Yes, O-linemen have certainly grown over the years.  I was listening to The Solid Verbal podcast with Luke Zimmerman talking about Ohio State’s offensive line, and he was discussing a true freshman tackle (Taylor Decker) who might be able to play right away.  And he kind of just casually mentioned that Decker was 6′-8″ and 325 pounds.  College freshman.  Presumably 18 years old.  6′-8″, 325.  What’s next?  Take Mike Tisdale, put him on an 8,000 calorie diet, and plug him in at right tackle as a 7′-0″, 410 pound superbeast? (Wait, can we do that?)

But I don’t think you’ll see us reaching Wisconsin levels with our line.  They seem to get all of their starters up to 315 lbs or so – I think we’ll average considerably less than that.  Mostly because in this spread (or at least what I think this spread will be), mobility for the linemen will be more important than running someone over.  So hey, maybe Stu Levenick would have had a shot.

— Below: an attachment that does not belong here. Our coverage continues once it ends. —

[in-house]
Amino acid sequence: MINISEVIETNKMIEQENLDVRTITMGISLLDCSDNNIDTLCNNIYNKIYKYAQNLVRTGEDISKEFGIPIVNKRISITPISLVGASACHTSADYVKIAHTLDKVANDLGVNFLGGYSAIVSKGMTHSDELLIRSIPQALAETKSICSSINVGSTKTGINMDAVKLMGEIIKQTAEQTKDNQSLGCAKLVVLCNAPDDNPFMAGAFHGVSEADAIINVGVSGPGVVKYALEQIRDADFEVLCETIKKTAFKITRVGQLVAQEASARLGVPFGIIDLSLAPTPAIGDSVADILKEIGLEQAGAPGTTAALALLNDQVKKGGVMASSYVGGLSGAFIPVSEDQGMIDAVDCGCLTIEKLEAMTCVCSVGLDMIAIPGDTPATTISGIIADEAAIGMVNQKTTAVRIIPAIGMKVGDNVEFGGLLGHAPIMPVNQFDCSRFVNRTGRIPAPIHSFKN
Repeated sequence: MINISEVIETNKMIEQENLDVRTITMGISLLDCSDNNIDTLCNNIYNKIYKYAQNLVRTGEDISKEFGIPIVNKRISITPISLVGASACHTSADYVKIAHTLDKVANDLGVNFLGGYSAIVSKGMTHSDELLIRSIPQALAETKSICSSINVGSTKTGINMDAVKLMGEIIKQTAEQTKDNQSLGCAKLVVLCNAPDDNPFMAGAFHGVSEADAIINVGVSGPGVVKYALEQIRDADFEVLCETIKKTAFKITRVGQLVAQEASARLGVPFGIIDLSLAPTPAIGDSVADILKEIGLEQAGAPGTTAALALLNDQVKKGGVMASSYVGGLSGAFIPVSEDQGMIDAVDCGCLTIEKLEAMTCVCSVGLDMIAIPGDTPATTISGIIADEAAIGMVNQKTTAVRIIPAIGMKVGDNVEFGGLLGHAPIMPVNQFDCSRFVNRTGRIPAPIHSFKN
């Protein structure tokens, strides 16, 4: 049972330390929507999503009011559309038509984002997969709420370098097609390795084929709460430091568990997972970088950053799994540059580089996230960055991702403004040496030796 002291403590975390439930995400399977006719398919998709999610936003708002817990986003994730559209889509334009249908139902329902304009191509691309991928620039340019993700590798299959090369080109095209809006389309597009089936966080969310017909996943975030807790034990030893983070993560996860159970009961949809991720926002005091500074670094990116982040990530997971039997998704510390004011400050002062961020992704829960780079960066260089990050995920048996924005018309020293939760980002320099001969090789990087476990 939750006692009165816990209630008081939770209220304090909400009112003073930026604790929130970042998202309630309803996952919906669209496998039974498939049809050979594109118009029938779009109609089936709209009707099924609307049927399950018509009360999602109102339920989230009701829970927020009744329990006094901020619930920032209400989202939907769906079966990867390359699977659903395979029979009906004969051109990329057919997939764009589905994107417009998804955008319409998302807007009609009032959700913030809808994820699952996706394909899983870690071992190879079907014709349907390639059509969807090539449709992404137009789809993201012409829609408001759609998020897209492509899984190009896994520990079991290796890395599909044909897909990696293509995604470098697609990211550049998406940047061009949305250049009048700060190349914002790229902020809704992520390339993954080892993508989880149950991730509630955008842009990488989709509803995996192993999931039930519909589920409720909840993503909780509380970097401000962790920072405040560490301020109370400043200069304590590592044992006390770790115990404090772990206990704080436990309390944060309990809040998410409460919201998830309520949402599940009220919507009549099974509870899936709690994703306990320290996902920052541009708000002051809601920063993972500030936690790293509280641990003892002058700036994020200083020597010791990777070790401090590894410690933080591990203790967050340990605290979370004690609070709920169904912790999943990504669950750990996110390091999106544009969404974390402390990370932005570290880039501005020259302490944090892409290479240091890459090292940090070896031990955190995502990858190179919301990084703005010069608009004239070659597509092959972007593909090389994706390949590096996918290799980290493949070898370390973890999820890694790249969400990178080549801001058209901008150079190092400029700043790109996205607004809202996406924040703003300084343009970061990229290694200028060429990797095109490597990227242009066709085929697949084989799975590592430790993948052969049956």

Strength coach – forgot the new guys name, but man, I would have loved for the Beck-man to keep sweet Lou. Any insights on that guy? Different, similar, are the guys taking to him? I thought Mendenhall and Leshore should have built him a shrine, he did a great job with both of them (not to take away from their personal efforts, of course).
~David

Big fan of how Aaron Hillman runs stretching.  Lots of interaction with the players.  For the morning practice, a “good morning, men” followed by a “good morning, coach” response.  Structured.  Intentional.  Interpretive.

He does have two negatives, though.  He came here from Michigan, where he was an assistant strength coach.  Strike one.  And he graduated from Missouri. Oof.  Strike two.  But if he can add weight to Pat Flavin and add speed to Jeremy Whitlow, I don’t care where he went to school.  Heck, he could have gone to Mizzou and come here from Michigan and I wouldn’t care.